VARIATIONAL METHODS FOR NON-LOCAL OPERATORS OF ELLIPTIC .VARIATIONAL METHODS FOR NON-LOCAL OPERATORS

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Transcript of VARIATIONAL METHODS FOR NON-LOCAL OPERATORS OF ELLIPTIC .VARIATIONAL METHODS FOR NON-LOCAL OPERATORS

  • VARIATIONAL METHODS

    FOR NON-LOCAL OPERATORS OF ELLIPTIC TYPE

    RAFFAELLA SERVADEI AND ENRICO VALDINOCI

    Abstract. In this paper we study the existence of non-trivial solutions for equationsdriven by a non-local integrodifferential operator LK with homogeneous Dirichlet boundaryconditions. More precisely, we consider the problem

    LKu + u + f(x, u) = 0 in u = 0 in Rn \ ,

    where is a real parameter and the nonlinear term f satisfies superlinear and subcriticalgrowth conditions at zero and at infinity. This equation has a variational nature, and soits solutions can be found as critical points of the energy functional J associated to theproblem. Here we get such critical points using both the Mountain Pass Theorem andthe Linking Theorem, respectively when < 1 and > 1 , where 1 denotes the firsteigenvalue of the operator LK .

    As a particular case, we derive an existence theorem for the following equation drivenby the fractional Laplacian

    ()su u = f(x, u) in u = 0 in Rn \ .

    Thus, the results presented here may be seen as the extension of some classical nonlinearanalysis theorems to the case of fractional operators.

    Contents

    1. Introduction 22. Some preliminary results 52.1. Estimates on the nonlinearity and its primitive 52.2. The functional setting 63. An eigenvalue problem 74. Proofs of Theorems 1 and 2 94.1. The case < 1 : Mountain Pass type solutions for problem (1.9) 94.2. The case > 1 : Linking type solutions for problem (1.9) 144.3. Proof of Theorem 2 195. Some comments on the sign of the solutions of (1.9) 20Appendix A. Proof of Proposition 9 21References 29

    Key words and phrases. Mountain Pass Theorem, Linking Theorem, variational techniques, integrodif-ferential operators, fractional Laplacian.

    2010 AMS Subject Classification: Primary: 49J35, 35A15, 35S15; Secondary: 47G20, 45G05.The first author was supported by the MIUR National Research Project Variational and Topological

    Methods in the Study of Nonlinear Phenomena, while the second one by the ERC grant (Elliptic Pdesand Symmetry of Interfaces and Layers for Odd Nonlinearities) and the FIRB project A&B (Analysis andBeyond).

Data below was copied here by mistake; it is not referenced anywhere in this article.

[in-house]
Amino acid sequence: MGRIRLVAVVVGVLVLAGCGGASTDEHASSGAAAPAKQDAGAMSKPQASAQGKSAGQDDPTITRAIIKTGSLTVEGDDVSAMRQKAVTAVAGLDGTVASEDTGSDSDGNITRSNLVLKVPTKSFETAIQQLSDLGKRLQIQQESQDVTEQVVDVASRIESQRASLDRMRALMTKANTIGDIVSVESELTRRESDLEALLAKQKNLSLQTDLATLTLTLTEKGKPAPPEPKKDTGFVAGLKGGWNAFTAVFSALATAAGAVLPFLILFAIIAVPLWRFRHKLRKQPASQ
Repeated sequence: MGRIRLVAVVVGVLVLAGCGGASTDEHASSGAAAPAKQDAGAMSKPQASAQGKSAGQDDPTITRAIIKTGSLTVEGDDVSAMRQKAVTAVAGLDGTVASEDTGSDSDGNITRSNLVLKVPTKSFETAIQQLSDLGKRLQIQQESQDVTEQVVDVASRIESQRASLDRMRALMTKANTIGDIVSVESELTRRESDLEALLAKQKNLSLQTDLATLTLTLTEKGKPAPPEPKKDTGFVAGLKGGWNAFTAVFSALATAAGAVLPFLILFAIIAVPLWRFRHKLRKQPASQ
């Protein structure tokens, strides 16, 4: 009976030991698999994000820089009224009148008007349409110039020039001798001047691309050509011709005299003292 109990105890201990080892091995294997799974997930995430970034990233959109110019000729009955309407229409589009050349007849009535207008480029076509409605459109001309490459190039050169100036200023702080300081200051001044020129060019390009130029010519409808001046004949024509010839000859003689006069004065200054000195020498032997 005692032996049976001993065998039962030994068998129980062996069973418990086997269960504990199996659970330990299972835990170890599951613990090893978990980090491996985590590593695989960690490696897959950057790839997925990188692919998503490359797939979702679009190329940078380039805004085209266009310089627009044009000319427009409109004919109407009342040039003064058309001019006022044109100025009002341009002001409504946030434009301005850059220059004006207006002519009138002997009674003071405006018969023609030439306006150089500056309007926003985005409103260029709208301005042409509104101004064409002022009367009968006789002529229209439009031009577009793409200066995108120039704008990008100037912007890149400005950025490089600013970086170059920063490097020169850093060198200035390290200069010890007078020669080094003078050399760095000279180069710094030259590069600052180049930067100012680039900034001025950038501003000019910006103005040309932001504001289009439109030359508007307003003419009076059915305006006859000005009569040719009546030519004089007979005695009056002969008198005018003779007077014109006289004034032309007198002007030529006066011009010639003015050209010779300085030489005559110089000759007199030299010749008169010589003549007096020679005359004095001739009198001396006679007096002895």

1

  • 2 R. SERVADEI AND E. VALDINOCI

    1. Introduction

    Recently, a great attention has been focused on the study of fractional and non-localoperators of elliptic type, both for the pure mathematical research and in view of con-crete applications, since these operators arise in a quite natural way in many different con-texts, such as, among the others, the thin obstacle problem, optimization, finance, phasetransitions, stratified materials, anomalous diffusion, crystal dislocation, soft thin films,semipermeable membranes, flame propagation, conservation laws, ultra-relativistic limits ofquantum mechanics, quasi-geostrophic flows, multiple scattering, minimal surfaces, materi-als science and water waves. For an elementary introduction to this topic and for a stillnot exhaustive list of related references see, e.g., [3].

    In this work we consider the non-local counterpart of semilinear elliptic partial differentialequations of the type

    (1.1)

    {

    u u = f(x, u) in u = 0 on ,

    namely

    (1.2)

    {

    ()su u = f(x, u) in u = 0 in Rn \ .

    Here, s (0, 1) is fixed and ()s is the fractional Laplace operator, which (up to normal-ization factors) may be defined as

    (1.3) ()su(x) =1

    2

    Rn

    u(x+ y) + u(x y) 2u(x)

    |y|n+2sdy , x Rn

    (see [3] and references therein for further details on the fractional Laplacian).Problem (1.1) has a variational nature and its solutions can be constructed as critical

    points of the associated EulerLagrange functional. A natural question is whether or notthese topological and variational methods may be adapted to equation (1.2) and to itsgeneralization in order to extend the classical results known for (1.1) to a non-local setting.

    To be precise, in the present paper we study the following equation

    (1.4)

    {

    LKu+ u+ f(x, u) = 0 in u = 0 in Rn \ ,

    where LK is the non-local operator defined as follows:

    (1.5) LKu(x) =1

    2

    Rn

    (

    u(x+ y) + u(x y) 2u(x))

    K(y) dy , x Rn .

    Here K : Rn \ {0} (0,+) is a function such that

    (1.6) mK L1(Rn), where m(x) = min{|x|2, 1} ;

    (1.7) there exists > 0 and s (0, 1) such that K(x) > |x|(n+2s) for any x Rn \{0} ;

    (1.8) K(x) = K(x) for any x Rn \ {0} .

    A typical example for K is given by K(x) = |x|(n+2s). In this case LK is the fractionalLaplace operator ()s defined in (1.3).

    In problem (1.4) the set Rn, n > 2s, is open, bounded and with Lipschitz boundary.The Dirichlet datum is given in Rn\ and not simply on , consistently with the non-localcharacter of the operator LK .